Published On: Tue, Aug 6th, 2019

Rooflight IGU specifications ‘falling’ short of the mark

Cornwall Glass has warned the complex nature of rooflight IGU specification means specifications are frequently not fit for purpose – with installers running the risk of liabilities for injury and accident. 

The IGU specialist argues the absence of any clear regulatory requirement and reliance on advisory guidelines, plus complex terminology, have combined to leave installers confused. 

It warns the increased popularity of flat rooflights in domestic applications and single-storey extensions, is making this risk even more acute.

Ceawlin Hickman, Cornwall Glass, said: “Standards exist for rooflights installed at greater height. If for example they’re being installed at more than 5m above floor level, the inner pane must be laminated.

“This doesn’t, however, apply to most domestic installations, which are installed in single storey extensions at a fraction of that height but where the risk of someone being on the roof, a homeowner clearing out the gutter or child retrieving a football, is all the greater.” 

Cornwall Glass argues that its consequently key that installers understand the differences and safety requirements between different rooflight specifications to avoid potential liabilities in the future.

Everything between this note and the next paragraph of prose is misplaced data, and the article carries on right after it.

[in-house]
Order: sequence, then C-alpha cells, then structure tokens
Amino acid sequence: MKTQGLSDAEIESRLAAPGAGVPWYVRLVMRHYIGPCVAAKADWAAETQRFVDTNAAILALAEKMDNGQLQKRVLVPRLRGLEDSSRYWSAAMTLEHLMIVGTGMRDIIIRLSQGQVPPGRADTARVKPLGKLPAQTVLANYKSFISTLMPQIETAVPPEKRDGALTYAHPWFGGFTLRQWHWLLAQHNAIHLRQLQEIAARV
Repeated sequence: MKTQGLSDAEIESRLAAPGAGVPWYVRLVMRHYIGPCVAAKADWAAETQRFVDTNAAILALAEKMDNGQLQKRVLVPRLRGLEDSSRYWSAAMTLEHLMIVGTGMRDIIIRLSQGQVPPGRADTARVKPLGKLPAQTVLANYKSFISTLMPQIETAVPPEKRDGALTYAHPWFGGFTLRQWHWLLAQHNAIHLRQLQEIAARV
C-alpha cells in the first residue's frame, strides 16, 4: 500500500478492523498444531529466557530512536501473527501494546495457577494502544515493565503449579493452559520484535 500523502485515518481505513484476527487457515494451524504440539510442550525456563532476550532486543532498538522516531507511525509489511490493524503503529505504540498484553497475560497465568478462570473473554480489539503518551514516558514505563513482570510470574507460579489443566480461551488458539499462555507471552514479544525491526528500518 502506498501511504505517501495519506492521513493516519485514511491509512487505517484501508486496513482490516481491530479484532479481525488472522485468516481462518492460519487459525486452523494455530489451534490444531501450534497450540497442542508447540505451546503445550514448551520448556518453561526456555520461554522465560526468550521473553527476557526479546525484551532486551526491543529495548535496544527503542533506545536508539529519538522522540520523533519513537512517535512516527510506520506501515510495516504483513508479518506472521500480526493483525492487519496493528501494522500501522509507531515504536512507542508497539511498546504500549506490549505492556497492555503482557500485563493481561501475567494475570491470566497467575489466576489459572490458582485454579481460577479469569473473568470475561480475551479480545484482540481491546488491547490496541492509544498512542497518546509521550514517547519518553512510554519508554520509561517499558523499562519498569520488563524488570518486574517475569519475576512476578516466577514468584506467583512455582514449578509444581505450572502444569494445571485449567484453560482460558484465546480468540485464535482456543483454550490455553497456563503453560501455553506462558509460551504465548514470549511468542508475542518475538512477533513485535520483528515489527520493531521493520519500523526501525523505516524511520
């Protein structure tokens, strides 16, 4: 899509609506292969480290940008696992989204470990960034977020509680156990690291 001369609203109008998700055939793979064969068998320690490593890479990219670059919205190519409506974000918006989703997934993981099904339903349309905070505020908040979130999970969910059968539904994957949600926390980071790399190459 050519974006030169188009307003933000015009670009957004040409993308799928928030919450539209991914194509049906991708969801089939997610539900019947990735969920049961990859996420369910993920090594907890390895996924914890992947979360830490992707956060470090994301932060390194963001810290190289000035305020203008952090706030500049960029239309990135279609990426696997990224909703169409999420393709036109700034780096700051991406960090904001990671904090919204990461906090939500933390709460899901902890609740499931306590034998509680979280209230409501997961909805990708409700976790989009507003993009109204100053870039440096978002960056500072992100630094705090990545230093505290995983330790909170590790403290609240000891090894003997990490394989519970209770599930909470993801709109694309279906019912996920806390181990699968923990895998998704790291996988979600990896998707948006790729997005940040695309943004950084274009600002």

“Rooflight IGUs can be classed as ‘fragile’ ‘non-fragile’ or ‘walk-on’”, continued Ceawlin. “Fragile is self-explanatory, however, ‘non-fragility’ sometimes referred to as ‘robustness’ is open to misinterpretation. 

“This is focussed stopping someone falling through the rooflight from above, not simply protecting those below. 

“The acid test is if someone tripped and landed on the rooflight would it withstand the impact and their weight, even if damaged?

“This is distinct to a walk-on-rooflight which uses thicker stronger laminates and has been made, by definition, to be ‘walked on’.  

“In our experience, however, these considerations are only being raised where an architect or structural engineer has been involved. It’s not really on the trade’s radar.”

The Centre for Window and Cladding Technology, which is generally seen as the go to authority on non-fragility in rooflights, has published a series of technical notes (numbers: 66, 67 and 92), which offer guidance on safety, fragility and technical testing and assessment of glazed roofing. 

These set out a series of suggested specifications and assessments of the performance of non-fragile rooflights, including soft and hard impact tests designed to replicate someone falling onto the rooflight.

Usage is also important in defining the classification of the rooflight and as a consequence, its specification. Guidelines suggest that this falls into four categories.

Class 0: unrestricted access i.e. glass designed to be walked on; Class 1: roofs that will be walked on for occasional cleaning/maintenance and will support the weight without breaking; Class 2: glass which isn’t designed to be walked on but needs to be non-fragile in the event of a someone falling onto the surface; and Class 3: fragile roofs.

“The industry is geared up for rapid turnaround of rooflights, which are often manufactured to set sizes and supplied into the market on exceptionally short delivery times”, said Ceawlin.

“No one is stopping to ask the question about application, usage – and as a consequence, specification. That needs to change if installers are going to avoid huge potential liabilities”, he concluded. 

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